I could write about Doom all day. And believe me I’ve tried. And tried again. For me it sits right next to Wipeout as one of the games that made me sit up and pay attention to games as more than just a thing that I did when the sun went down or the ball was hit over the neighbour’s fence. It the sort of thing that set young tongues wagging at school, sharing our stories of ultra-violent debauchery, putting into carefully crafted prose our tales of triumph against the dreaded Cyberdemon and his Barons of Hell. There are plenty of things that define one’s childhood, and for me, Doom absolutely sits right up there next to the rather more pedestrian fandom I held for the likes of Alan Border and Ayrton Senna.
And nothing has changed. Doom is still great more than 20 years later simply because it had so many of those “AHAH!” moments that are hard to shake even though things have moved on. It was nothing short of one of the most important games in my 30-odd years playing video games. Because it seemed at every turn something was there that changed expectations about the medium. And when there wasn’t a thing that made you go “mmmm”, the blood-soaked action was just so fast and frenzied that there was simply no time to notice. Doom was a deserved cultural zeitgeist, and I feel ever so slightly for kids of today that don’t get the experience first hand the impact it had on the industry, and at a more personal level the sheer glee it brought to kids of my generation.
But I’m not sure there was any one single moment in the 90’s, apart from perhaps seeing Mortal Kombat arcade machine in the flesh for the first time, that brought such unadulterated joy to scores of mollycoddled kids than hefting up the heaviest of heavy chainsaws and revving it up for the first time. Never before, and only a handful of times since, has obtaining a melee weapon in a first person shooter been so defining. But it was the face of the aptly named “Doom Guy” – who may or may not be named Flynn Taggart if you consider the Doom novels canon – that gave it such gravitas. His sinister but determined grin was that of a man whose odds of survival had not only been shortened, but a man who would take some semblance of glee from the chopping and maiming that was to come, who was up for the challenge. It was Doom’s equivalent of laughing in the face of death, and as a player on the other side of the screen, it was almost like a shot of adrenaline right into the heart.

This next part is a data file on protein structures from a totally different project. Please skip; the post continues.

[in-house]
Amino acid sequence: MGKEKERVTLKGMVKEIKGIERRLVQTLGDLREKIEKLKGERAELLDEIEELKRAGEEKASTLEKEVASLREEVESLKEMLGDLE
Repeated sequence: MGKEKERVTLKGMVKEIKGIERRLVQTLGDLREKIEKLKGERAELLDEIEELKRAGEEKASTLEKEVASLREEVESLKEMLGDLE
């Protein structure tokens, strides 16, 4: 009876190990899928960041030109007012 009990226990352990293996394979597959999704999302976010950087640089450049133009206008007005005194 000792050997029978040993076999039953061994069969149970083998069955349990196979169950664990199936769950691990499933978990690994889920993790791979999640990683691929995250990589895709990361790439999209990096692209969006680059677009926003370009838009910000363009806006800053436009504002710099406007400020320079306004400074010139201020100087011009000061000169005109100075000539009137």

The first thing I ever heard about Doom was that there was a chainsaw in it, that you could pick it up, and that you could use it as a weapon. I have vivid memories of my much older brother and uncles describing in gory detail the act of cutting up an imp with the chainsaw, all the while almost taking great delight in the fact that I wasn’t allowed to play it. “You should see the blood!” they’d say before mocking me with “but you’re not allowed to”. And I wasn’t. So for what seemed like a millennia I fantasised about that moment, the moment I would finally get to see the fabled chainsaw in action, the moment I’d finally play the game that all the grown-ups at family gatherings were cunningly hiding from the kids’ table. But rest assured, when I finally did get my hands on that Chainsaw, my grin wasn’t too far off of what I was seeing on screen. It’s a shame the wind didn’t change and preserve that moment in time.
Do you remember smiling gleefully as the words YOU’VE GOT THE CHAINSAW NOW FIND SOME MEAT appeared on screen? Or do you have another favourite video game moment?